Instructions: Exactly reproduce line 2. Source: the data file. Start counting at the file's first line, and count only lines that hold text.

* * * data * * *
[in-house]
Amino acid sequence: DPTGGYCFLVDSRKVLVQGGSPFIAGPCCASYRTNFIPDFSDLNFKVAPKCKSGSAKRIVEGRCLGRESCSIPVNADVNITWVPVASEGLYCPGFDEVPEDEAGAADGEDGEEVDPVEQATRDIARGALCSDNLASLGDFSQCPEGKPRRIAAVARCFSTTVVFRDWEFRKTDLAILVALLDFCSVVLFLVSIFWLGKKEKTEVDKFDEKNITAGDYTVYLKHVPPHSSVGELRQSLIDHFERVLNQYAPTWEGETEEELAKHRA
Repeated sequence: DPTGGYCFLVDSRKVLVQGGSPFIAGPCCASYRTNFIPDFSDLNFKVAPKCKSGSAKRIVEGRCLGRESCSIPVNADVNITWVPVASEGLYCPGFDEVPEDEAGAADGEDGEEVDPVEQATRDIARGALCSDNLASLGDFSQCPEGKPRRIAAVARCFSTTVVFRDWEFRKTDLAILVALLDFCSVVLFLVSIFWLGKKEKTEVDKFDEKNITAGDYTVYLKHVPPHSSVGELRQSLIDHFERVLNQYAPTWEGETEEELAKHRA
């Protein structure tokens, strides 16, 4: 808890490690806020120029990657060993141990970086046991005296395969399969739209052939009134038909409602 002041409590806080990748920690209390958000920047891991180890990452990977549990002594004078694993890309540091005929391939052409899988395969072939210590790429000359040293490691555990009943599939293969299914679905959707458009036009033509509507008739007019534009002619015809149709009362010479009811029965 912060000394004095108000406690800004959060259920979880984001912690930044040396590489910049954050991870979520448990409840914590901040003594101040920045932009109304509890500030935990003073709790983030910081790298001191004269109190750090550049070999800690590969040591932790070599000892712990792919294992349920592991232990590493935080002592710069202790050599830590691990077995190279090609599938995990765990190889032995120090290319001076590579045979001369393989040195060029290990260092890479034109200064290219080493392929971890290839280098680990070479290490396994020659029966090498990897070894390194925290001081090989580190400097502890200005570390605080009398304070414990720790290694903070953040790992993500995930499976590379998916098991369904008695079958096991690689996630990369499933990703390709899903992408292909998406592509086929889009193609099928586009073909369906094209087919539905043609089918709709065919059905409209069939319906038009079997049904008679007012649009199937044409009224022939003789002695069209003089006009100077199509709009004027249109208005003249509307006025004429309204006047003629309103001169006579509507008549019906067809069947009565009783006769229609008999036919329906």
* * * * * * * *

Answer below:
Amino acid sequence: DPTGGYCFLVDSRKVLVQGGSPFIAGPCCASYRTNFIPDFSDLNFKVAPKCKSGSAKRIVEGRCLGRESCSIPVNADVNITWVPVASEGLYCPGFDEVPEDEAGAADGEDGEEVDPVEQATRDIARGALCSDNLASLGDFSQCPEGKPRRIAAVARCFSTTVVFRDWEFRKTDLAILVALLDFCSVVLFLVSIFWLGKKEKTEVDKFDEKNITAGDYTVYLKHVPPHSSVGELRQSLIDHFERVLNQYAPTWEGETEEELAKHRA